Purpose: To discern changes in blood chemistry, cerebral sizes, and hippocampal cytomorphology in adult male and female albino Wistar rats that had been exposed during their entire prenatal development to one of two patterns of magnetic fields and one of four intensities: Very low 5 - 20 nT; low 30 - 50 nT; medium 90 - 580 nT; and high 590 nT to 1.2 microT.
Materials and methods: A total of 48 pregnant females were exposed to either a repetitive frequency-modulated magnetic field or to a complex sequence of 50, 200-msec physiologically-patterned fields. As adults blood, cerebral, and histomorphological data were obtained from the 137 rats that had been exposed to one of these eight conditions.
Results: Compared to other groups, adult rats that had been exposed prenatally to the physiologically-patterned magnetic fields at the low (30 - 50 nT) and medium (90 - 580 nT) intensities exhibited peak elevations of aminotransaminase, glucose, and uric acid. Numbers of cytometric anomalies were also significantly elevated within regions of the hippocampus known for neuronal neogenesis in adults.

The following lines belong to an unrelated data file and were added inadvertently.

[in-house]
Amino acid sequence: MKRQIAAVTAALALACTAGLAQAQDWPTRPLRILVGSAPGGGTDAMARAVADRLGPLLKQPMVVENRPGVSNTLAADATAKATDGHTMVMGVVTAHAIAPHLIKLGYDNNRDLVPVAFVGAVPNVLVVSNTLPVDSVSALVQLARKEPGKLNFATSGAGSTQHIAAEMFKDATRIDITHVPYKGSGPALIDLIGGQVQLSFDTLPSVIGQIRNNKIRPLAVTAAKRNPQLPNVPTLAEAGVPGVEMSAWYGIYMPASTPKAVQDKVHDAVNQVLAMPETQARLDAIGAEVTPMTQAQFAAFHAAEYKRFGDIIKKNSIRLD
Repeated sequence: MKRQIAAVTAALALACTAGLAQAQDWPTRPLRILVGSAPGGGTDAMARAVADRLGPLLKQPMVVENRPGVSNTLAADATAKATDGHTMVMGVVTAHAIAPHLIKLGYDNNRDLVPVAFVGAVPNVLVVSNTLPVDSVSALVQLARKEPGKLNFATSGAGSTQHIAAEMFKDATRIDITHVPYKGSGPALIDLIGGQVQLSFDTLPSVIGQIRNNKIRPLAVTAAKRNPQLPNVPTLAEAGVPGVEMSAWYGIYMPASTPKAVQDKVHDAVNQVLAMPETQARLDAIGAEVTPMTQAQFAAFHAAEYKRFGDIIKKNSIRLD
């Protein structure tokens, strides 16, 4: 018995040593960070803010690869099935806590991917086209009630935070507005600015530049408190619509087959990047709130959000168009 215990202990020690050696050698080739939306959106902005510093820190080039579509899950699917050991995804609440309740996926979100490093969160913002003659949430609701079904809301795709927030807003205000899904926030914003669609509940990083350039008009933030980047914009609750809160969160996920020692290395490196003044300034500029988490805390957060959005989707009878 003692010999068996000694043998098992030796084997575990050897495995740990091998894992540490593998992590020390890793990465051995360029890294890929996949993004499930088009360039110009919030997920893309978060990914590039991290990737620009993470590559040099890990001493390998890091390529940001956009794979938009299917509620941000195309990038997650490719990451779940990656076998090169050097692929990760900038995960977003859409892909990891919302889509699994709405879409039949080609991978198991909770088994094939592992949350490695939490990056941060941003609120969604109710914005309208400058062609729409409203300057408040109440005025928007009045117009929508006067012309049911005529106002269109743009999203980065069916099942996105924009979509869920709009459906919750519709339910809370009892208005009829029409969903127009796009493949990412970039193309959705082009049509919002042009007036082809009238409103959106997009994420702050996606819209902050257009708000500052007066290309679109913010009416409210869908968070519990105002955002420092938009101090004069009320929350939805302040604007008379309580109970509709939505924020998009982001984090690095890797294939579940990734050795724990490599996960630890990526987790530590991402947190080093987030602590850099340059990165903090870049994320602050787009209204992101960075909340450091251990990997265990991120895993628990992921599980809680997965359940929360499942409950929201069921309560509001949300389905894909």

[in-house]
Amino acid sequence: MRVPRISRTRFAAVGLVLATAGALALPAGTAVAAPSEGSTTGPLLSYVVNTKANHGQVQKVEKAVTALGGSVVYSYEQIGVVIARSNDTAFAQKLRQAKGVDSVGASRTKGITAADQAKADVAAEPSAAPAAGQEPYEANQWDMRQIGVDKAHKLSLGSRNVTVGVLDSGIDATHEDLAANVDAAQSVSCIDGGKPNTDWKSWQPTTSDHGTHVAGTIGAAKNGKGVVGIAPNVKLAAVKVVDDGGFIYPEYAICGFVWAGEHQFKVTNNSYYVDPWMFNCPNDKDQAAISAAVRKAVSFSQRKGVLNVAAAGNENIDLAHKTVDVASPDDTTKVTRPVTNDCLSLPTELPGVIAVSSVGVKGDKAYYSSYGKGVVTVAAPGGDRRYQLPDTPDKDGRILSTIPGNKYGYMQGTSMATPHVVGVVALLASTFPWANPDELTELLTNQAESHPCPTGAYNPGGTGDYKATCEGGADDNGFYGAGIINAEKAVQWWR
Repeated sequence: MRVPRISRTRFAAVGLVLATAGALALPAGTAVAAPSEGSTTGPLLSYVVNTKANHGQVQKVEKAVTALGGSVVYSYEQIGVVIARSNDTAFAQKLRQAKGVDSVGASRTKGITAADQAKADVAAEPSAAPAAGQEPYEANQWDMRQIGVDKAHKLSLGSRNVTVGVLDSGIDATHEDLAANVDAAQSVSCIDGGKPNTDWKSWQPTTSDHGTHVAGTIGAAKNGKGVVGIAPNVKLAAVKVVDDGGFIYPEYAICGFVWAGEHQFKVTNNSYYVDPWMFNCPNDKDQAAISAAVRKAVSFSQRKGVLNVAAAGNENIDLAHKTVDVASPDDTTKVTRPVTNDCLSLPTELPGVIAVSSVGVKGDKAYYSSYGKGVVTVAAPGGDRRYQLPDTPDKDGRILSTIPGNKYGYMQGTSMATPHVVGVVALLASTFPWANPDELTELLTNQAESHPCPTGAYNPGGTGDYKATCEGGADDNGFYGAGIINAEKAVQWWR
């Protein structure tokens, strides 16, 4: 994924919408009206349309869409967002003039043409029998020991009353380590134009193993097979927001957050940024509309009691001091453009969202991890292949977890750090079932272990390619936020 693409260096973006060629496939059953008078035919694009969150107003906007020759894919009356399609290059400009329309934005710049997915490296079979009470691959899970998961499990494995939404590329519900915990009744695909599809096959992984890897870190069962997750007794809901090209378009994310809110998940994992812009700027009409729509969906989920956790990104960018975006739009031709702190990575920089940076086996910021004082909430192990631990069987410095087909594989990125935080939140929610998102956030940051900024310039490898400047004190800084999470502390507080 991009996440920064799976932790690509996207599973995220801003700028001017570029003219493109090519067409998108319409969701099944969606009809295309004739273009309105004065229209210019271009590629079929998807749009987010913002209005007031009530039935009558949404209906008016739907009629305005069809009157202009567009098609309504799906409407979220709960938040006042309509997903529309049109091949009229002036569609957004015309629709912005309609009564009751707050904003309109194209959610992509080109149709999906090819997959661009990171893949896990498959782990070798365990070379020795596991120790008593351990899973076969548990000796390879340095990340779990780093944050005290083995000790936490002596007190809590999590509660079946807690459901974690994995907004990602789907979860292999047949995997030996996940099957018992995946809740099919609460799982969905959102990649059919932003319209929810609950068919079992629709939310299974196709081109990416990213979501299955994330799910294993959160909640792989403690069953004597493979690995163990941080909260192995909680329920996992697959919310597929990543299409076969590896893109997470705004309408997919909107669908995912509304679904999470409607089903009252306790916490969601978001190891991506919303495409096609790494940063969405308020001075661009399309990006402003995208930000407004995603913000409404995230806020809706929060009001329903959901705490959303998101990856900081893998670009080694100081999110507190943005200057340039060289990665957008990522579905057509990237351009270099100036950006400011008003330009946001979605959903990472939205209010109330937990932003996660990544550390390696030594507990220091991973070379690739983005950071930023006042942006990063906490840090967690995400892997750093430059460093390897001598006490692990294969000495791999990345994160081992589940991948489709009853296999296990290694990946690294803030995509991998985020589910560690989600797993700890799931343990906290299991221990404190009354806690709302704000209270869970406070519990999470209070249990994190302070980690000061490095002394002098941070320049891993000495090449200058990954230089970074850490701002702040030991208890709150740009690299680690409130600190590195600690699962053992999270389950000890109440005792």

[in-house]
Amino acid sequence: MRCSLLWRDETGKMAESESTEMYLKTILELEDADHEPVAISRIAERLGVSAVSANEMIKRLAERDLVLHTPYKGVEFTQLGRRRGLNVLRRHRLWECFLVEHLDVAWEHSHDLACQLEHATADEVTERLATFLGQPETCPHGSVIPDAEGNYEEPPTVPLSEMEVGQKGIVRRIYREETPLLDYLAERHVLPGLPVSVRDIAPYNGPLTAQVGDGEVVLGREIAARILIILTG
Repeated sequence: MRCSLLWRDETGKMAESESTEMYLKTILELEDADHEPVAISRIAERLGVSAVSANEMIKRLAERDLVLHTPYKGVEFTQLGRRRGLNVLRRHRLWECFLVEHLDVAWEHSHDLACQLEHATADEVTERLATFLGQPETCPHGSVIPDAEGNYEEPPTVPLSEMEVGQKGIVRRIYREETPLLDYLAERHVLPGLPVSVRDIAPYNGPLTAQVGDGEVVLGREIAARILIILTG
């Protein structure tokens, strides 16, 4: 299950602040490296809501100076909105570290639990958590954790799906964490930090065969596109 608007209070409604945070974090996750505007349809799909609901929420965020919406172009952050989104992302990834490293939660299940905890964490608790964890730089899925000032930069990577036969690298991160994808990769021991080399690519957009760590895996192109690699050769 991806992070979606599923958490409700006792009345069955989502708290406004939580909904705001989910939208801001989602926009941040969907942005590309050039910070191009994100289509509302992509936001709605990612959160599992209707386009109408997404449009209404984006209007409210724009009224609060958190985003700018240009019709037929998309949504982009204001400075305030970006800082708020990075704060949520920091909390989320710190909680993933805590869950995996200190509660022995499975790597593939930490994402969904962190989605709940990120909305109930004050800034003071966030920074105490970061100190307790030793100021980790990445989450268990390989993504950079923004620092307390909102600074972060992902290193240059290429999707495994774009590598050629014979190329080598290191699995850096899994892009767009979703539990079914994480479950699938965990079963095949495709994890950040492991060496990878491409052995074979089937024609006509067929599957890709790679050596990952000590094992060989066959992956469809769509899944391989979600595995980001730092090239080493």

Conclusions: The results suggest that a common factor in cellular adhesion or plasticity might be permanently altered by prenatal exposure to a narrow intensity of a series of physiologically-patterned magnetic fields.